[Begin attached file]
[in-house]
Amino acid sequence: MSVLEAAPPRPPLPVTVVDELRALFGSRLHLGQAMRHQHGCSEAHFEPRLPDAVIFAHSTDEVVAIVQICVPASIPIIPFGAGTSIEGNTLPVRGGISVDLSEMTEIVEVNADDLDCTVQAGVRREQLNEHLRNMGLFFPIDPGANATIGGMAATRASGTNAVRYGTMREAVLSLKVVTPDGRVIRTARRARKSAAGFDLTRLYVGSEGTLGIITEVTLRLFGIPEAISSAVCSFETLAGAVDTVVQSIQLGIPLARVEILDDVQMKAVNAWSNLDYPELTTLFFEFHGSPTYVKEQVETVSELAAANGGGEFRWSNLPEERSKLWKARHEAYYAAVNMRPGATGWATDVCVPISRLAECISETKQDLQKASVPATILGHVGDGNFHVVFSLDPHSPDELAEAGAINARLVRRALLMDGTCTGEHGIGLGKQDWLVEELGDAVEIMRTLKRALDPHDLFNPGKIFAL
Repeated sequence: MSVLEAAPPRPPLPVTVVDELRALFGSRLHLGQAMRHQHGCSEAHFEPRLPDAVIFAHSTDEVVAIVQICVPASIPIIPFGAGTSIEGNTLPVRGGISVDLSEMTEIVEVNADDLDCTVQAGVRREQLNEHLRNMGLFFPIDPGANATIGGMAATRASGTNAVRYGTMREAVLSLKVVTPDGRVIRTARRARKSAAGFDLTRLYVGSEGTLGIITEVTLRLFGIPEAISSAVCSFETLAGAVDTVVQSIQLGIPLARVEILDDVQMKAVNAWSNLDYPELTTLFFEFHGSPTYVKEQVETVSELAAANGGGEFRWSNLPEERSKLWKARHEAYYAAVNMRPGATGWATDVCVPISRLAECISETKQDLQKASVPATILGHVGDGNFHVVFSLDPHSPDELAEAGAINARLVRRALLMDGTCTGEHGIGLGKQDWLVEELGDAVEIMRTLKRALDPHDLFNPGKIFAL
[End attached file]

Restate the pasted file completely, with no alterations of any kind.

[in-house]
Amino acid sequence: MSVLEAAPPRPPLPVTVVDELRALFGSRLHLGQAMRHQHGCSEAHFEPRLPDAVIFAHSTDEVVAIVQICVPASIPIIPFGAGTSIEGNTLPVRGGISVDLSEMTEIVEVNADDLDCTVQAGVRREQLNEHLRNMGLFFPIDPGANATIGGMAATRASGTNAVRYGTMREAVLSLKVVTPDGRVIRTARRARKSAAGFDLTRLYVGSEGTLGIITEVTLRLFGIPEAISSAVCSFETLAGAVDTVVQSIQLGIPLARVEILDDVQMKAVNAWSNLDYPELTTLFFEFHGSPTYVKEQVETVSELAAANGGGEFRWSNLPEERSKLWKARHEAYYAAVNMRPGATGWATDVCVPISRLAECISETKQDLQKASVPATILGHVGDGNFHVVFSLDPHSPDELAEAGAINARLVRRALLMDGTCTGEHGIGLGKQDWLVEELGDAVEIMRTLKRALDPHDLFNPGKIFAL
Repeated sequence: MSVLEAAPPRPPLPVTVVDELRALFGSRLHLGQAMRHQHGCSEAHFEPRLPDAVIFAHSTDEVVAIVQICVPASIPIIPFGAGTSIEGNTLPVRGGISVDLSEMTEIVEVNADDLDCTVQAGVRREQLNEHLRNMGLFFPIDPGANATIGGMAATRASGTNAVRYGTMREAVLSLKVVTPDGRVIRTARRARKSAAGFDLTRLYVGSEGTLGIITEVTLRLFGIPEAISSAVCSFETLAGAVDTVVQSIQLGIPLARVEILDDVQMKAVNAWSNLDYPELTTLFFEFHGSPTYVKEQVETVSELAAANGGGEFRWSNLPEERSKLWKARHEAYYAAVNMRPGATGWATDVCVPISRLAECISETKQDLQKASVPATILGHVGDGNFHVVFSLDPHSPDELAEAGAINARLVRRALLMDGTCTGEHGIGLGKQDWLVEELGDAVEIMRTLKRALDPHDLFNPGKIFAL